Bed rest after embryo transfer negatively affects in vitro fertilization: a randomized controlled clinical trial

Immediate ambulation after embryo transfer in in vitro fertilization obtained higher live-born infant rates than bed rest, which denotes the negative effect of bed rest after embryo transfer on treatment outcome.

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Authors

Sharayu Gaikwad, M.D., Nicolas Garrido, Ph.D., Ana Cobo, Ph.D., Antonio Pellicer, M.D., José Remohi, M.D.

Volume 100, Issue 3, Pages 729-735.e2, September 2013

Abstract

Objective:

To evaluate the influence of 10 minutes of bed rest after ET on the achievement of a live-born infant (LBI) in patients undergoing IVF treatment with oocyte donation (OD).

Design:

Prospective, randomized, parallel assignment, controlled trial.

Setting:

Private IVF center.

Patient(s):

A total of 240 patients undergoing a first IVF cycle with OD in our center.

Intervention(s):

Ten minutes of bed rest after ET or no bed rest, that is, allowing patients to ambulate immediately after the ET.

Main Outcome Measure(s):

The primary outcome was LBI rate per randomized patient. Secondary outcomes were implantation rate and biochemical and clinical miscarriage rates.

Result(s):

LBI rates (56.7% vs. 41.6%) were observed to be significantly higher in the no rest (NR) group than in the rest (R) group. And lower miscarriage rates (18.3% vs. 27.5%) were shown in the NR when compared with the R group, but the difference did not reach statistical significance. Neonatal characteristics like height, weight, and Apgar score were similar in both the groups. Comparable implantation rates were obtained with or without BR after ET.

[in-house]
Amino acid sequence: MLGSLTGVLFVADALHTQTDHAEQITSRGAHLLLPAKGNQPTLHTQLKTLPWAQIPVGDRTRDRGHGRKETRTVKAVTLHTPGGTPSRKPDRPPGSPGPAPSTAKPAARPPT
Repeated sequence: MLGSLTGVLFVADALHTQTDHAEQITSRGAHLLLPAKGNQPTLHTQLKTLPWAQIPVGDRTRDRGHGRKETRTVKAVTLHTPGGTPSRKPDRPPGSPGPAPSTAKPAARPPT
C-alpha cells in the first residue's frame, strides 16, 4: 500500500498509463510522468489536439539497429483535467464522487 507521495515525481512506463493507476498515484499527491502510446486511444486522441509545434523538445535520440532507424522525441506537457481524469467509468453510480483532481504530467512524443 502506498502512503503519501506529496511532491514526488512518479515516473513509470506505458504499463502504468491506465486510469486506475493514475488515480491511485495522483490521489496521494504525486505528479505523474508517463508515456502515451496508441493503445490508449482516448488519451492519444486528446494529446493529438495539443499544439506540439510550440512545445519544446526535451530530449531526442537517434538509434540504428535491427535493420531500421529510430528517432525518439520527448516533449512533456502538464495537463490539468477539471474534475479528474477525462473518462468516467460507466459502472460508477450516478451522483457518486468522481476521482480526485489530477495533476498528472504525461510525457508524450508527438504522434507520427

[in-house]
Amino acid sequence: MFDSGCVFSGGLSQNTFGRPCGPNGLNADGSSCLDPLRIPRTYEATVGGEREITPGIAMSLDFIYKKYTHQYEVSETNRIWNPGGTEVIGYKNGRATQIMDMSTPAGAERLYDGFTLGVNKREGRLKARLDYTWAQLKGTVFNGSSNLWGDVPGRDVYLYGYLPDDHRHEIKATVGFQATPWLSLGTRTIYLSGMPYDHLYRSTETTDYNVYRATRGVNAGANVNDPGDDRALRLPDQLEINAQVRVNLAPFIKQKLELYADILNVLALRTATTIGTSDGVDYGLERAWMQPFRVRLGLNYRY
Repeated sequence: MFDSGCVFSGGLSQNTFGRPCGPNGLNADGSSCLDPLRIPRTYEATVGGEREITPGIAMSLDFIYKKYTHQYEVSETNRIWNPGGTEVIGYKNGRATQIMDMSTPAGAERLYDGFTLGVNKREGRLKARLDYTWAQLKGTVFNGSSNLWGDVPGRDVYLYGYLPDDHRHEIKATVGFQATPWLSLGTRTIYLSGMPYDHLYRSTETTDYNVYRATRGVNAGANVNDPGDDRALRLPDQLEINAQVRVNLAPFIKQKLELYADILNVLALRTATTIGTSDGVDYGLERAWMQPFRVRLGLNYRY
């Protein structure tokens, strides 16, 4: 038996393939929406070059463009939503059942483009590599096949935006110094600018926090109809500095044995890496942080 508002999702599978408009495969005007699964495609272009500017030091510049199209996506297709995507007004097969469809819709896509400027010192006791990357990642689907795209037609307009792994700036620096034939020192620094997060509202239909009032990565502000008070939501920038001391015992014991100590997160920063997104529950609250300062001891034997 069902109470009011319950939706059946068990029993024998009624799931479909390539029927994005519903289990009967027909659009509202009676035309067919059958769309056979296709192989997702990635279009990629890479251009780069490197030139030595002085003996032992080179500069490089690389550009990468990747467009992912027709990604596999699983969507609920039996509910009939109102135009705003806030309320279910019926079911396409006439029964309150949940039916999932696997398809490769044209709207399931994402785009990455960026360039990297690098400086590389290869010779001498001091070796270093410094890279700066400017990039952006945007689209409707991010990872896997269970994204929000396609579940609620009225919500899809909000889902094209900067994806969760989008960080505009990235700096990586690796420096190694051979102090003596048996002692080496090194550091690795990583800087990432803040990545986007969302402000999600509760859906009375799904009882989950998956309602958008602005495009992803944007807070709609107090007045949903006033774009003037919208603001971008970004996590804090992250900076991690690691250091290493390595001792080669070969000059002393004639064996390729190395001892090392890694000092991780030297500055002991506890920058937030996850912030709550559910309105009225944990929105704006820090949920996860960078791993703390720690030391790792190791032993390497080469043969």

Conclusion(s):

The statistically significant higher LBI rate shown in our NR group confirms that 10 minutes of bed rest immediately after ET has no positive effect and in fact can be negative for the outcome of IVF with OD. The anatomical/physiological or psychological reasons for this should be explored in future research.

Clinical Trial Registration Number:

NCT01343992.

Read the full text at: http://www.fertstert.org/article/S0015-0282(13)00609-2/fulltext


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Fertility and Sterility® is an international journal for obstetricians, gynecologists, reproductive endocrinologists, urologists, basic scientists and others who treat and investigate problems of infertility and human reproductive disorders. The journal publishes juried original scientific articles in clinical and laboratory research relevant to reproductive endocrinology, urology, andrology, physiology, immunology, genetics, contraception, and menopause. Fertility and Sterility® encourages and supports meaningful basic and clinical research, and facilitates and promotes excellence in professional education, in the field of reproductive medicine.

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